Normally, Willington leans into its Quiet Corner image, with stunning scenery on the back roads and a sloping, Yankee town green capped by the 19th century Old Town Hall. People still meet there to decide on whether to buy a new snowplow or allow live entertainment in town. (I’m not kidding.) But, just a few minutes south is Connecticut’s flagship university on a campus the size of a small city. Willington shelters some UConn faculty and students – and Hartford commuters – who crave a slower pace and fresher air, and others who work locally as farmers, small business employees or entrepreneurs, like Ted.

Back in the studio, the half-hour went fast. I remember Ted’s clear eyes and his kind face, a gentleness coming from a mountain man. I loved hearing him talk in detail about each slide he showed of his pieces. “I covet that one,” I blurted on camera, when he showed a slender cabinet rendered from ribbon red maple and cherry. “My wife had her eye on that cabinet, but it went,” he said, hinting at the sacrifice of making art for a living.

Years later, when I led the unWillington grass-roots effort to keep our town from being dwarfed by an outsized state firearms facility slated for the center of it, Ted offered a few of his distinctive cutting boards for a silent auction. I was touched by his quiet support. I have one of those boards in my home, but I find I don’t really want to cut on it and mar its smooth beauty. I know that Ted might not approve, that he made his art to be used, and often. But I think he’d forgive me.

He had discipline and adhered to a creed, as a former Marine, father of two sons and traditional woodworker, but he deferred to the natural world when it came to letting trees, and people, be what they were meant to be, warts and all.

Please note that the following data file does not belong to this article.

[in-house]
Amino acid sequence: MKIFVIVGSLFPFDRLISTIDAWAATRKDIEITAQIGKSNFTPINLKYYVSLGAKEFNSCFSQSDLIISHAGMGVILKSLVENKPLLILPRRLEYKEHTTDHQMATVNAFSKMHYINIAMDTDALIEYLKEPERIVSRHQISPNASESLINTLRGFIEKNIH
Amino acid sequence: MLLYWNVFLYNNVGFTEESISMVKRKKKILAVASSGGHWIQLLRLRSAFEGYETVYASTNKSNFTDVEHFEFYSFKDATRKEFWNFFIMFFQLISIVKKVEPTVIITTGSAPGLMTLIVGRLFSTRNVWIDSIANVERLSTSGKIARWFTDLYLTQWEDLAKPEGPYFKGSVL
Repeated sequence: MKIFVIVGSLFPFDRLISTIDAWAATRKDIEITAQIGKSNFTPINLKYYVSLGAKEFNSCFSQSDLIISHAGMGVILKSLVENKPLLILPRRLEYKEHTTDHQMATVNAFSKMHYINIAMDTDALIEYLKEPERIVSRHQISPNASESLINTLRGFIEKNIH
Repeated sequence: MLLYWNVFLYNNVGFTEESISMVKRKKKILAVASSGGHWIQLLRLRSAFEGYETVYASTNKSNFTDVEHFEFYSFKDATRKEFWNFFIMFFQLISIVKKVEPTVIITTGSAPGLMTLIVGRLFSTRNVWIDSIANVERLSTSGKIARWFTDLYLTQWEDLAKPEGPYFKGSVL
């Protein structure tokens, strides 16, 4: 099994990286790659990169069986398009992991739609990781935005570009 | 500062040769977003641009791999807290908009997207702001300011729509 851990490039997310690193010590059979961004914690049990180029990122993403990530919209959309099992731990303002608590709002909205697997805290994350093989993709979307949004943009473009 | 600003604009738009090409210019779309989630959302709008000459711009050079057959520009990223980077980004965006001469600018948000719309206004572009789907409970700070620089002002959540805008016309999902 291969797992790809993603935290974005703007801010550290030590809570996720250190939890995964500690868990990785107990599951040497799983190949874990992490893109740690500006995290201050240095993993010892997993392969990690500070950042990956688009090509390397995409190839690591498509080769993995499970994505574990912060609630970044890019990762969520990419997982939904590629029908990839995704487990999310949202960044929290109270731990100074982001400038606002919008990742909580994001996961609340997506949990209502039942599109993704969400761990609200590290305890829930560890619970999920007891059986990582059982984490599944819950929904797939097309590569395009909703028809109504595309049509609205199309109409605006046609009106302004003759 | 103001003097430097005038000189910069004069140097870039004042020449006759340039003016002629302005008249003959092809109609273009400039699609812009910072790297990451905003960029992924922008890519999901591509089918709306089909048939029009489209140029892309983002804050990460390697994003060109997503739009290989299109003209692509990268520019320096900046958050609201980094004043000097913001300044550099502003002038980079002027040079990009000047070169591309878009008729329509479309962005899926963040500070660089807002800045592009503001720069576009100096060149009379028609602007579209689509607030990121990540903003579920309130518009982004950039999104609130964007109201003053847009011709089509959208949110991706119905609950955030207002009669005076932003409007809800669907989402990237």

“There’s just endless amounts of trees with imperfections out there waiting to come to the shop,” he said, about the potential for making distinctive pieces. “I used to have to go out to the customer’s house and explain to them, ‘It’s wood. You know, it’s wood. And you get things like that.’ Now, people are desiring imperfections.”

He sums up: “I haven’t found a piece of wood yet that I wouldn’t want to use.”

On Memorial Day weekend, Willington came out and grieved together in the middle of a pandemic that paled by comparison. Folks who knew Ted – and many who didn’t – organized a GoFundMe campaign for the family, invited townspeople to set out decorated candles around the town green for two nights, and, with family approval, created a Drive-by Wake “Ted Style” a week after his death.

After all this, I know more about the rest of Ted. Husband of 42 years. Dog lover. Expectant first-time grandfather (“Teddy” was born June 23). Blue-ribbon neighbor.

His son, Chris, wrote in a tribute that everyone wanted to be on the little league team Ted coached because he was a hard-ass with a light heart and, as a school trip chaperone, slightly reckless.

The kind of a guy who harbors a small town’s soul.

We don’t fully know the story of what happened when evil came to Ted’s woods. But I have this persistent sense that, a former Marine, a man who can see into the being of a tree, knew what was afoot and acted heroically to save the others in his woods.

Late in the interview, Ted told me his company’s name was Everlasting. “I give an everlasting warranty. The warranty’s forever,” he paused, “except it’s my lifetime.”

Stephanie Summers, a freelance editor in Willington, was a longtime editor at The Hartford Courant and the former Northeast magazine.